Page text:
Hiking Trail Rating System
As you’ve probably noticed, we like to have a little fun with our hiking trail rating categories. Simply placing trails on a traditional difficulty scale seemed so, well, boring. Please don’t interpret this to mean we don’t take the ratings seriously, because that couldn’t be farther from the truth.
Our goal with every trail review is to provide accurate, useful information to prospective hikers. The time estimates are created by taking our completion time and adding a range for those with a little more or less pep in their step. Difficulty categorizations are based on the average, fair-weather day, which is to say your experiences may vary significantly based on the elements and time of year. Ultimately, only you can judge what is and isn’t within your limits. There’s no shame in admitting you aren’t ready for some trails. Hiking is truly a better safe than sorry sport.
The rating categorizations are:
Nature Walk trails are typically under three miles in length with well established, easygoing trails mostly free of rocks, roots and other hazards. As a result Nature Walk trails are great for people of all ages and hiking abilities, and are sometimes even handicap accessible.
Pack the baby in the Kelty and lace up the older kids’ boots, these trails are loved by all. Family Hikes are typically under five miles long with a good mix of moderate climbing, challenging terrain and not-so-tough stuff to have a fun-filled family adventure.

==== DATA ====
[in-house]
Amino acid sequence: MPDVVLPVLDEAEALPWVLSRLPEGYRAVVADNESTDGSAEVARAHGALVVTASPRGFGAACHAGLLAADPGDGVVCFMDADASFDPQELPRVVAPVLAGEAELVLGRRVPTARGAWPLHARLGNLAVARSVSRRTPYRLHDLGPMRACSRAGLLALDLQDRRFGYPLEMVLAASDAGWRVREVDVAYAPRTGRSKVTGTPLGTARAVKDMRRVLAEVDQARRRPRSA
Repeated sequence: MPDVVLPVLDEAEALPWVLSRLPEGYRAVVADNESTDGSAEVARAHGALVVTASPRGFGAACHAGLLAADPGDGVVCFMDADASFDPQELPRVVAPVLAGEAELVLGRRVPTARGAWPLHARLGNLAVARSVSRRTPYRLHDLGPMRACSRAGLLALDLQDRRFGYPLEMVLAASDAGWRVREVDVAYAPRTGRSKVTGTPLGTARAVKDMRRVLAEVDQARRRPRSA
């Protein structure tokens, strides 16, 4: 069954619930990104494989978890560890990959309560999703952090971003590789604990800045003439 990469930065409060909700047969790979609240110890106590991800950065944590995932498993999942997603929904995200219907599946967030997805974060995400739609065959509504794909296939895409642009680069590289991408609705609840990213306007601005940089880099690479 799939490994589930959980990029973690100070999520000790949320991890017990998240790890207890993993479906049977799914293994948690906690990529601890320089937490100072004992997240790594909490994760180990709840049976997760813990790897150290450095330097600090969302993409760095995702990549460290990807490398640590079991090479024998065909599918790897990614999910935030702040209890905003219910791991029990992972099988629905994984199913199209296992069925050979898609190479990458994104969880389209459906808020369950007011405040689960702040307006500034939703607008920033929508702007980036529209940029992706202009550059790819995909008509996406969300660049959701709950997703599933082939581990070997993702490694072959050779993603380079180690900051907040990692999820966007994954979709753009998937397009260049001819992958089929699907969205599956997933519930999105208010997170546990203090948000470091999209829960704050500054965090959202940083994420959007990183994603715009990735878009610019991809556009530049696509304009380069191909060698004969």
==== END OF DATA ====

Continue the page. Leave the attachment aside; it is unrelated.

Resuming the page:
Weekend Warrior trails pack a healthy heaping of distance, elevation gain and challenging terrain. A day hike on one of these gems will typically take 6-8 hours, covering 6-10 miles with some significant calorie-burning ups. Oh, yeah, there will also be rocks. Lots of rocks. We are, after all, hiking in the Northeast.
Pack the Aleve
Couch potatoes need not apply. Pack the Aleve trails will kick the fannies of experienced hikers. The difference between these and Weekend Warrior trails may simply be a product of total mileage in some cases, but it almost always is a result of prolonged, steep, tortuous, hiking. No pain, no terrain gain…right?
Sign the Will
From Katahdin’s Knife Edge to winter hiking Mt. Washington, these trails likely won’t put you six-feet under, but if you aren’t careful, they just might. The trademark here is extreme terrain that could make falls tragic in the summer, and avalanches a distinct possibility in winter. Whatever you do, avoid these hikes at all costs in inclement weather.